Potty training a puppy is definitely one of the first things you’ll want to teach your puppy if you value your carpets and flooring.
Understanding Your Puppy’s Bladder
Puppies have small baby sized bladders with un-developed muscles and they are not physically able to control the bladder muscle that allows him or her to control holding it in until they are about 12 weeks old. Even if your puppy wants to hold it in and intends to be a good little puppy it physically is incapable of controlling the bladder muscles that would be used to hold it in until he or she is about 3 months old.
As they get older their hold it in capacity time frames start to lengthen. It varies a bit between breeds with large breeds having stronger muscles in general, including bladder muscles, than smaller breeds with less muscle structure.
Here are the average time frames:
Also a puppy’s digestive track processes food very quickly so about 5 minutes to 30 minutes after eating they will need to poop. Generally puppies will need a potty break after every meal, nap and playtime in addition to the pee breaks every 2-8 hours around the clock, depending on their age, which also includes during the night. So for the first 7 months be prepared to get up at night every 2 to 7 hours or so , depending on their age, to take your puppy out for a pee. Oh the joys of puppy parenthood.
Some of the signs that your puppy needs to go potty is when they start turning in circles, sniffing around or starting to squat. So if you see this take your puppy out for a potty right away.
When you first get your puppy and bring it to its new home one of the first things you will want to teach your little baby is that peeing and potty are for outside of the home only if that it is feasible. If you have paper or potty pads inside you are teaching your puppy that it’s okay to pee or potty inside the house. Also, if you have your puppy walk outside, instead of you carrying it, your puppy will learn to alert you when it needs to go out.
If you are gone a lot and can’t take your puppy out regularly having a designated potty area with something like The Porch Potty might be a good alternative.
The most important thing is having a designated area that they consistently go potty at that has their scent so they learn that this is their spot and it starts to become a habit. Consistency is key.
Praise and Reward Their Potty Success
Once your puppy has gone potty in their designated spot it’s important to reward them with petting them and praise. Dogs want to please their owners and will do anything to please them so showing them you are pleased when they potty in their designated spot will make them want to go there to please you.
Keep the reward to praise, petting and your approval only and do not give out food treats. When you give your dog food treats for potty you take the focus off of potty and put it onto food which can often cause your puppy to not completely finish eliminating because it is too focused on the food. Then when it goes back inside it will finish going to the bathroom and you have just un-done all the potty training you’ve accomplished. Your loving approval and the feeling of bladder relief your puppy will experience are reward enough.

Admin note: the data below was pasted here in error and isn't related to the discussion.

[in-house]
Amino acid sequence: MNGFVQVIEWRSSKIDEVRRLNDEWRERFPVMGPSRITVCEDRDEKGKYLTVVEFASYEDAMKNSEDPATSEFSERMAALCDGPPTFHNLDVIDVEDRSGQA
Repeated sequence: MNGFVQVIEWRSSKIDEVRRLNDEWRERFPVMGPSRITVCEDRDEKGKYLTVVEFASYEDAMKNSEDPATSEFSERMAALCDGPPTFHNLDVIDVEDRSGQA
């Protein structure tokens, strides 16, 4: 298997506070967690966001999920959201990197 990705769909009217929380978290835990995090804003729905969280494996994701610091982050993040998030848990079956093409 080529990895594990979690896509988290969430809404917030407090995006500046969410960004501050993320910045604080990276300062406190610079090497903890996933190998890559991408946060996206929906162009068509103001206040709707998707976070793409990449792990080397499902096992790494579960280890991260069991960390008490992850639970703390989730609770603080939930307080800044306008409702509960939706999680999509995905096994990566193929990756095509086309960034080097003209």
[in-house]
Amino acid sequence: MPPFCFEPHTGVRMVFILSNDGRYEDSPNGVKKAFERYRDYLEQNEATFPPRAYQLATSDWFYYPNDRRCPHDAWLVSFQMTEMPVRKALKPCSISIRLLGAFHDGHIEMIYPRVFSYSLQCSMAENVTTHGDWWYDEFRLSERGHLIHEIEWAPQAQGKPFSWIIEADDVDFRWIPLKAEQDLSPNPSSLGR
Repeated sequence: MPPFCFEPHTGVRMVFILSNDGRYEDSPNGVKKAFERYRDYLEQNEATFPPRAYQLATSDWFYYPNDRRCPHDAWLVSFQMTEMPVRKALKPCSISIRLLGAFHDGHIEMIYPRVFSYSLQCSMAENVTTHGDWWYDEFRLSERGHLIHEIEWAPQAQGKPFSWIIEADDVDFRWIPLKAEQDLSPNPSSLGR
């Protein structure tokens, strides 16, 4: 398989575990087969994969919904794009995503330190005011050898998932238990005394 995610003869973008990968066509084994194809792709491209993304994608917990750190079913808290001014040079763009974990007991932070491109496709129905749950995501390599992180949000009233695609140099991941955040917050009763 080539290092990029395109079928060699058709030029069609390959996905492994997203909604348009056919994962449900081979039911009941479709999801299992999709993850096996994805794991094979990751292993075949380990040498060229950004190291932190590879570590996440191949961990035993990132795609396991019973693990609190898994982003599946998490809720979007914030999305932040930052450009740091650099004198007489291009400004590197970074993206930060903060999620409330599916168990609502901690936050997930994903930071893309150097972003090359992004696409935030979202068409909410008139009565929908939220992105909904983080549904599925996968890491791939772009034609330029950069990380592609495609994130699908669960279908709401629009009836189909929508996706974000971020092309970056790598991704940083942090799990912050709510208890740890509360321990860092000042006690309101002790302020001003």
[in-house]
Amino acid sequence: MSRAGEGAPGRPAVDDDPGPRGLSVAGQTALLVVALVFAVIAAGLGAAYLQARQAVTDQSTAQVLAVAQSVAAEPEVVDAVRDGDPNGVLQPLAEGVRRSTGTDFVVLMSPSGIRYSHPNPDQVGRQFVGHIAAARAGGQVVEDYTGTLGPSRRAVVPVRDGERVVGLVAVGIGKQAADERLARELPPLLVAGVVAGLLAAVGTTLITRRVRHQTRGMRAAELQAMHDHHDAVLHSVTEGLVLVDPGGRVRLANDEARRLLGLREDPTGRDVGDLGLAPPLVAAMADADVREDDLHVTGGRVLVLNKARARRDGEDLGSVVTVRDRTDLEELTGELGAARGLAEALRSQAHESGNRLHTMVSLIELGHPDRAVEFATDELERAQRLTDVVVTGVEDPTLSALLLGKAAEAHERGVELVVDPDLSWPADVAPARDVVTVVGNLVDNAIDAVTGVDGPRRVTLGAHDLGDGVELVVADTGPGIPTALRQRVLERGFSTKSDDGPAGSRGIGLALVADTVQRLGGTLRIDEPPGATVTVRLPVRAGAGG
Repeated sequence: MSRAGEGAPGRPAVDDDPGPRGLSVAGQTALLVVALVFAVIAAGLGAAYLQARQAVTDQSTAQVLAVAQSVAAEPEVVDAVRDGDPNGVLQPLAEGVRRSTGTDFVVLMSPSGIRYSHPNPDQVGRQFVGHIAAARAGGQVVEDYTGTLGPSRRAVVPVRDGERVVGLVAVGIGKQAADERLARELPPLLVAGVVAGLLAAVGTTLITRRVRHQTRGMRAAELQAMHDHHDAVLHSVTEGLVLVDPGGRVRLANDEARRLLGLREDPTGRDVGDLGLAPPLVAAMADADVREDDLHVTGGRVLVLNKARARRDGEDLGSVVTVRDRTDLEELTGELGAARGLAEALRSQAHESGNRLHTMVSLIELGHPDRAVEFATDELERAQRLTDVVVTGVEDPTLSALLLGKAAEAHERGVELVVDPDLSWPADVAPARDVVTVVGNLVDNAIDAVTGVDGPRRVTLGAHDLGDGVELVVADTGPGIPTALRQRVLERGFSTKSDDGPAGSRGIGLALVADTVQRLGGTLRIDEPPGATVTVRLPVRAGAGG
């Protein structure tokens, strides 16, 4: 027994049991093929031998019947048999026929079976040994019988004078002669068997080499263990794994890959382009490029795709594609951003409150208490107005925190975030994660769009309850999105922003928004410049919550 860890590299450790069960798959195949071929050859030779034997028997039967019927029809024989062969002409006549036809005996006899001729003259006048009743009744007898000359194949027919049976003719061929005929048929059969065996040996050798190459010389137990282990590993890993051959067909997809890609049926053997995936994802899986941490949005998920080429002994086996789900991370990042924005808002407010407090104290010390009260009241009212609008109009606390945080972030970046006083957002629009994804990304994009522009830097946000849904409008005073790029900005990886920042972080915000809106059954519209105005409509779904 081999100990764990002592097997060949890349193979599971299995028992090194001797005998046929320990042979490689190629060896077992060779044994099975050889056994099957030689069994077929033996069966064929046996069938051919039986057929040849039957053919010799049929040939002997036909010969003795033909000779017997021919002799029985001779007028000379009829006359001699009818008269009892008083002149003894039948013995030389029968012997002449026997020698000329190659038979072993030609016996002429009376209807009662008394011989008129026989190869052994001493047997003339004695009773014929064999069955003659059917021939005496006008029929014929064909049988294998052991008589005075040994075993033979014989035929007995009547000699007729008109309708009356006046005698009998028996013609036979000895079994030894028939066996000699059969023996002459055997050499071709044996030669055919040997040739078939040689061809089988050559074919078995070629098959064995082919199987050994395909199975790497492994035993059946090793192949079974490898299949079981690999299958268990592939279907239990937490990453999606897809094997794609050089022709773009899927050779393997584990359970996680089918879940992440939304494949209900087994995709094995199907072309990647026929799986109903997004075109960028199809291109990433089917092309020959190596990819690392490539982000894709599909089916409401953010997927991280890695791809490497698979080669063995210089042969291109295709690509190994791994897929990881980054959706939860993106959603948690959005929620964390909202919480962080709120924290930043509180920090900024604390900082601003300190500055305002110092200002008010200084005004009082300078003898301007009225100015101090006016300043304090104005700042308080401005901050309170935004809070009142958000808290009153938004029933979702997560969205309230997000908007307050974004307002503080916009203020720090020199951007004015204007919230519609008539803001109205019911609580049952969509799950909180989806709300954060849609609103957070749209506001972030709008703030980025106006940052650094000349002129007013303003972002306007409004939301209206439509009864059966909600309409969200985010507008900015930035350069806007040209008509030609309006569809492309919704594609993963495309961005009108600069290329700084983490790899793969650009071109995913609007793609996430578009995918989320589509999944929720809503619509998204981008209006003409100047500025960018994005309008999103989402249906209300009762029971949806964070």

It’s just as important not to yell at your dog when it potties in the wrong place.
A dog’s mind doesn’t work the way a human mind works. When you are upset with your dog it thinks that whatever it is doing at the exact moment you show disapproval or yell at it is the thing you are upset about. So if your puppy peed on your floors while you were at work and you came home, found the mess and pointed at it and started yelling your dog will understand that the mess is bad but won’t get that the act of peeing in a non-designated area is bad. The mess on the floor and the act of peeing are unrelated in your dog’s mind. The dog will eliminate, see the mess and then get worried that you are now going to be upset. It knows the mess upsets you but doesn’t understand that it should stop “making” the mess. You need to catch your dog in the act and show your unhappiness at the act.
Never ever hit your dog. Simply using a tone of voice that shows disapproval while telling him “NO” is plenty. Animals are very sensitive to even the slightest mood changes and tones of voice. Sometimes just a disapproving look is more than enough.
Never punish your puppy for an accident or do anything to create a negative association with your puppy’s bodily functions. Stay calm and assertive and take your puppy to the place where you want him to go and then give praise when he does go where you want him to go.
Timing is everything when teaching cause and effect. When you praise your dog for going potty in the designated spot while he’s in the act of going potty the positive reinforcement will work wonders. He will do everything he can to make you happy and will try his best to hold it in until he gets to his designated spot.